A radio host fired to make room for her controversial replacement earlier this week says while she knew Winnipeg was a kind community, she's amazed by the wave of support she got after leaving Energy 106 on Tuesday.
"It’s kind of making me speechless. It makes me tear up a lot," Sarah Nick, who had worked for Energy 106 for four years, told the Free Press Friday.
Nick released a video statement Tuesday after a press release spread announcing she had been let go as the station’s morning-show host and had been replaced by former 92.1 CITI host Dave Wheeler.
"I was pretty shocked when I got fired, but that’s show business, it happens," she said.
The move to replace Nick with Wheeler was met with criticism on social media; he was fired from his former morning-show radio host position in 2018 after making offensive comments regarding trans people.
Among those who spoke out against the decision was Winnipeg Pride Run co-race director Andrew McLaren, who announced Thursday that the group would no longer be doing any sponsorship work with Energy 106 after two years of working together, calling Wheeler’s "racist, sexist and transphobic comments" unacceptable.
Wheeler told the Free Press Wednesday that he planned to take a "softer" approach at Energy 106 and said he's donating his first paycheque to the Rainbow Resource Centre, a support and service agency for Winnipeg's LGBTTQ+ community.
It was after Nick’s statement in which she confirmed her firing and said there were "no hard feelings," she said, that she began to receive messages of support.
Within days, she received more than 1,000 messages, 100-plus calls and even some work opportunities — including support from an Irish radio station, also called Energy 106, which was caught up in the fray surrounding her firing.
The Belfast, Northern Ireland dance-music station began receiving messages meant for its Winnipeg counterpart about the staffing change. The Irish station later tweeted that it supported Nick and was critical of the decision to hire Wheeler.
"It’s a bit disgusting on what you have done as a radio station, you have a major role in your town, well done on losing probably 80 per cent of your listenership, your advertisers must be proud," read the tweet, sent Wednesday.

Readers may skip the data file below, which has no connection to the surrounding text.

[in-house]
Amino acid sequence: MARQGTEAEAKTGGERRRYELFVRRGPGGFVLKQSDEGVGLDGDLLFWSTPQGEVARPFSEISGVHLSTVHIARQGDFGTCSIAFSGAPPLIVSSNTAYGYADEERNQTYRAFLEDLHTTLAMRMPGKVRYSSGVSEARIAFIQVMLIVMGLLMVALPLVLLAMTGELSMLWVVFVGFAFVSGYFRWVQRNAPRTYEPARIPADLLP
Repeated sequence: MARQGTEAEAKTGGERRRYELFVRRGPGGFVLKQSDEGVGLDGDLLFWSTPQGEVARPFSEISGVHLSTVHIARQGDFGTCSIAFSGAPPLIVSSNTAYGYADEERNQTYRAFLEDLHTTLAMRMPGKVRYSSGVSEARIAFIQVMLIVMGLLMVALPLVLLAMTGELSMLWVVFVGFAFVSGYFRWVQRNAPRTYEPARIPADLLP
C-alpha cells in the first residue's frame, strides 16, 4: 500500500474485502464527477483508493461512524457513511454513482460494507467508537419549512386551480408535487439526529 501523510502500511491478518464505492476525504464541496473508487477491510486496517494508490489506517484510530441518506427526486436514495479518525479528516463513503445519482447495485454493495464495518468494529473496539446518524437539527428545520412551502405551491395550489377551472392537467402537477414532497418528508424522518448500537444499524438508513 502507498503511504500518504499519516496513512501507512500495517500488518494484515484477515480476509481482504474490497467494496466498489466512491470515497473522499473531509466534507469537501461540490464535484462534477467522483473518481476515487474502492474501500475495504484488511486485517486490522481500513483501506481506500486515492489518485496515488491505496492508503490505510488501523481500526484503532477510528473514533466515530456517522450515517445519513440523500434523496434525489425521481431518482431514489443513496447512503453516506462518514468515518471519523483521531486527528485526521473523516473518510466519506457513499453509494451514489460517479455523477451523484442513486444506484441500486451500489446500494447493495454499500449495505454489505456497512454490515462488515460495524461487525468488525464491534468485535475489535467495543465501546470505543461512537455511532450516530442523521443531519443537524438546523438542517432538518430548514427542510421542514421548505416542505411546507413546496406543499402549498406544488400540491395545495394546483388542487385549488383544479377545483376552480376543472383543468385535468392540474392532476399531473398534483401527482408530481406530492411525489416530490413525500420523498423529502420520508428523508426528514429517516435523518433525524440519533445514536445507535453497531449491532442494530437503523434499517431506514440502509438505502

We’ve had a nosey and are now up to date with the topic, @energy106fm it’s a bit disgusting on what you have done as a radio station, you have a major role in your town, well done on losing probably 80% of your listenership, your advertisers must be proud.— Energy 106 (@Energy106) August 26, 2020
The station has since received positive messages from people in Winnipeg and is now in talks with Nick about having her do some voiceover work.
"I’m very overwhelmed, because I’ve never been through anything like this and I don’t really know anybody who has," she said.
"I’m excited to work with them, they’re excited because they want to have a Canadian on, and I think it’s an honour to be a small part of their big station. I guess they’re going viral from it. It’s just been great, really funny, cool, an ironic story for sure."
Nick studied broadcasting at the Northern Alberta Institute of Technology, and her first long-term job in the industry was at Energy 106 — she said program director Adam West took a chance when hiring her, especially as she was only 21 at the time — and said she is not sure what the future holds.
"The Band-Aid got ripped off and the wound is still showing, so I’m just kind of taking time to decompress and chill for a minute," she said.
Malak Abas is a reporter for the Winnipeg Free Press.